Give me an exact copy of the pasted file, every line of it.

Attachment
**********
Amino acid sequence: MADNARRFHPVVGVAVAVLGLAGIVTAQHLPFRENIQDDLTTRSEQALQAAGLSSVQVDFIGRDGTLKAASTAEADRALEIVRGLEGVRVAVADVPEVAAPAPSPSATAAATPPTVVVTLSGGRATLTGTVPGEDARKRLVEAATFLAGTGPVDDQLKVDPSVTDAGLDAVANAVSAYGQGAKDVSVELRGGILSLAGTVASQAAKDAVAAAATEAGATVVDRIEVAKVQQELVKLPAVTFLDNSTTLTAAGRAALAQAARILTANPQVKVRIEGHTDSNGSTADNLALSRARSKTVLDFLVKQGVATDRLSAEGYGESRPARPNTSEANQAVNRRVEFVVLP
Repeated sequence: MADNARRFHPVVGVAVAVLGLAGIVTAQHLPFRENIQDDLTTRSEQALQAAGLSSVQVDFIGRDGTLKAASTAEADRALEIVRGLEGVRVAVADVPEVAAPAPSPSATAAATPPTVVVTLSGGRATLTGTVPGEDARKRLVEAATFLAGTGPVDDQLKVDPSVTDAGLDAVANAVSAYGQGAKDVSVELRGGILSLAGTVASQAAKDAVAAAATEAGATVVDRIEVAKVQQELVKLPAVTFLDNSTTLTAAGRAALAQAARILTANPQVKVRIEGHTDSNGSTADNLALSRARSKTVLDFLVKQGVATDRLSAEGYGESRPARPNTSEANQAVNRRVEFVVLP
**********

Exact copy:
Amino acid sequence: MADNARRFHPVVGVAVAVLGLAGIVTAQHLPFRENIQDDLTTRSEQALQAAGLSSVQVDFIGRDGTLKAASTAEADRALEIVRGLEGVRVAVADVPEVAAPAPSPSATAAATPPTVVVTLSGGRATLTGTVPGEDARKRLVEAATFLAGTGPVDDQLKVDPSVTDAGLDAVANAVSAYGQGAKDVSVELRGGILSLAGTVASQAAKDAVAAAATEAGATVVDRIEVAKVQQELVKLPAVTFLDNSTTLTAAGRAALAQAARILTANPQVKVRIEGHTDSNGSTADNLALSRARSKTVLDFLVKQGVATDRLSAEGYGESRPARPNTSEANQAVNRRVEFVVLP
Repeated sequence: MADNARRFHPVVGVAVAVLGLAGIVTAQHLPFRENIQDDLTTRSEQALQAAGLSSVQVDFIGRDGTLKAASTAEADRALEIVRGLEGVRVAVADVPEVAAPAPSPSATAAATPPTVVVTLSGGRATLTGTVPGEDARKRLVEAATFLAGTGPVDDQLKVDPSVTDAGLDAVANAVSAYGQGAKDVSVELRGGILSLAGTVASQAAKDAVAAAATEAGATVVDRIEVAKVQQELVKLPAVTFLDNSTTLTAAGRAALAQAARILTANPQVKVRIEGHTDSNGSTADNLALSRARSKTVLDFLVKQGVATDRLSAEGYGESRPARPNTSEANQAVNRRVEFVVLP